Unresponsive Post Office web site reveals a host of problems

Unpaid domain fees are allegedly the reason why the South African Post Office’s (SAPO’s) web site was recently down for an unknown number of days.

Upon navigating to www.postoffice.co.za, users were greeted with an error stating: “This site can’t be reached … www.postoffice.co.za took too long to respond.”

According to reports on MyBroadband, payment for an amount of R125.40, invoiced on 1 February 2018, had not been made by owners of the post office domain.

Calvin Browne, cofounder of DNS Africa and head of international registrar relations at Domain Name Services, explained the situation in detail to MyBroadband.

According to Browne, an invoice was sent and delivered to SAPO on 1 February. By 1 March, a follow-up email was sent and delivered. On 12 March, a final warning e-mail was delivered, and a week later the domain was suspended. The outstanding fees were paid on 20 March.

The lack of payment was not the only issue, however, and is reason for the three-day delay between payment on 20 March and the web site only coming online again on 23 March.

According to MyBroadband, there are “several errors with the ‘postoffice.co.za’ zone setup”. Browne says it is “quite remarkable that anything works at all” – all of which contributed to the extended downtime.

Via MyBroadband, Browne gave a detailed explanation of these problems, which included:

  • There are seven nameservers, instead of the listed five in the registration
  • One of the nameservers – waterbok.postoffice.co.za – is not valid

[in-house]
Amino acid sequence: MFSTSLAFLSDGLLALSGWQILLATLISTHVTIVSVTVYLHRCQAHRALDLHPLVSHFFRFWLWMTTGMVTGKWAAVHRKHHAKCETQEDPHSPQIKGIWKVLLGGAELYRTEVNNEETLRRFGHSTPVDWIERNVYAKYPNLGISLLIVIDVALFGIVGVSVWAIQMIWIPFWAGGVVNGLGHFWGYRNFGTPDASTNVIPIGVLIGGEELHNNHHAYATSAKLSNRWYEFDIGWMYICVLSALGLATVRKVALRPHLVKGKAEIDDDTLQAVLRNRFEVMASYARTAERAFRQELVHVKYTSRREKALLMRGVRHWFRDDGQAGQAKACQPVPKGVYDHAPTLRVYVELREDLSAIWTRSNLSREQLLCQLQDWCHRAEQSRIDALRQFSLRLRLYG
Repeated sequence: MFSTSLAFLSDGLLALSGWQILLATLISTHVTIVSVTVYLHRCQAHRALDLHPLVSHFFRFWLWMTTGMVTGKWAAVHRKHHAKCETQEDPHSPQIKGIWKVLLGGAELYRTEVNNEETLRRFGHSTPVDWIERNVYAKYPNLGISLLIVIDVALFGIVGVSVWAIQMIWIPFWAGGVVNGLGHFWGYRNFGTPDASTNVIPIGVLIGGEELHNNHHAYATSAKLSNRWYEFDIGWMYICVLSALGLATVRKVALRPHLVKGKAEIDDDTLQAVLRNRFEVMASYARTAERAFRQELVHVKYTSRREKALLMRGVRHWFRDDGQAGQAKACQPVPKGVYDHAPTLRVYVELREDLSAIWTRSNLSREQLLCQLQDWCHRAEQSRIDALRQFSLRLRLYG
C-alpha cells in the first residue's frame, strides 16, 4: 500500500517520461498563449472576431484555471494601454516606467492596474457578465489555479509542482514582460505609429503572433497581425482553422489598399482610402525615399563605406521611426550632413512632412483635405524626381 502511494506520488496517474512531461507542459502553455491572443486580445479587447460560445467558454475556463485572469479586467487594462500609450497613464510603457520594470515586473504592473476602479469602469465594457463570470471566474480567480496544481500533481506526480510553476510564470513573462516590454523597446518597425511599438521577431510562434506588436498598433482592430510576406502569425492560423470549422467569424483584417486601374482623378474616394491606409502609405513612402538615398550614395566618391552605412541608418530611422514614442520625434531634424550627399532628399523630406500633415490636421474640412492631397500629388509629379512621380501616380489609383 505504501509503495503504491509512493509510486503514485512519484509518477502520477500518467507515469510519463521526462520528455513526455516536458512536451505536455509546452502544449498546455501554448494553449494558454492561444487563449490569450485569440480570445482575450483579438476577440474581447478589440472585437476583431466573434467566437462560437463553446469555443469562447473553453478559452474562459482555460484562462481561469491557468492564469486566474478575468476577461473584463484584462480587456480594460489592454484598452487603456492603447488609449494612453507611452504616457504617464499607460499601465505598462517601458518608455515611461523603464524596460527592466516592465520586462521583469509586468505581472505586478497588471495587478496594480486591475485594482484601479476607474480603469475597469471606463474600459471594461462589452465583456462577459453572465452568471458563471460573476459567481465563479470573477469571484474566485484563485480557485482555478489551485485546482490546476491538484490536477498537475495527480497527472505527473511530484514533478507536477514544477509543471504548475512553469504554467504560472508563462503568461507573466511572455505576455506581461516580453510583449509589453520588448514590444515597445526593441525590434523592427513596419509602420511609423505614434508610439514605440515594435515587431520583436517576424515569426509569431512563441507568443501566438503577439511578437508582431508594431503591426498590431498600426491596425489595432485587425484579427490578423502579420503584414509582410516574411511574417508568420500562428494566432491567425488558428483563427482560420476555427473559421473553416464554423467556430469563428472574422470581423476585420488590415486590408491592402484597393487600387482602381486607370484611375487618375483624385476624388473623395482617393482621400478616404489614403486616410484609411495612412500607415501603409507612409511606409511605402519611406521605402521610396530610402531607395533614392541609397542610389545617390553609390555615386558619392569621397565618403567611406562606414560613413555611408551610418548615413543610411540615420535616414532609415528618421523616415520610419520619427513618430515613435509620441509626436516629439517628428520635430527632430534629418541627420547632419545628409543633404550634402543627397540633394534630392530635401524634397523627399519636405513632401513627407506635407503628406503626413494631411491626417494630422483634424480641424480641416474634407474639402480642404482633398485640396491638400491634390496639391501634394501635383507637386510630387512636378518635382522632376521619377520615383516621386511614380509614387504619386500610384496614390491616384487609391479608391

• The “postoffice.co.za” domain is susceptible to DNS cache poisoning and is vulnerable to being hacked
  • One nameserver – gemsbok.postoffice.co.za – is not listed in the co.za zone
  • When the “gemsbok” nameserver was queried, “waterbok” had been replaced by “gemsbok” and “gemsbok.postoffice.co.za” was gone
  • The TTLs (Time To Live records) are different – on “gemsbok.postoffice.co.za” they are set to expire in one day, while “waterbok.postoffice.co.za” they are set to 10 minutes
  • When Browne tested the nameservers, they responded with “SERVFAIL”, which “basically means they know nothing about postoffice.co.za”
  • These misconfigurations  mean two of five registered nameservers do not even know about the domain, and cannot be trusted to serve the correct information

When taking all of this into consideration, it is no surprise that SAPO took so long to get its web site back up and running – and it belies problems on their other domains, such as Post Bank.

Original article by MyBroadband

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My Office News Ⓒ 2017 - Designed by A Collective


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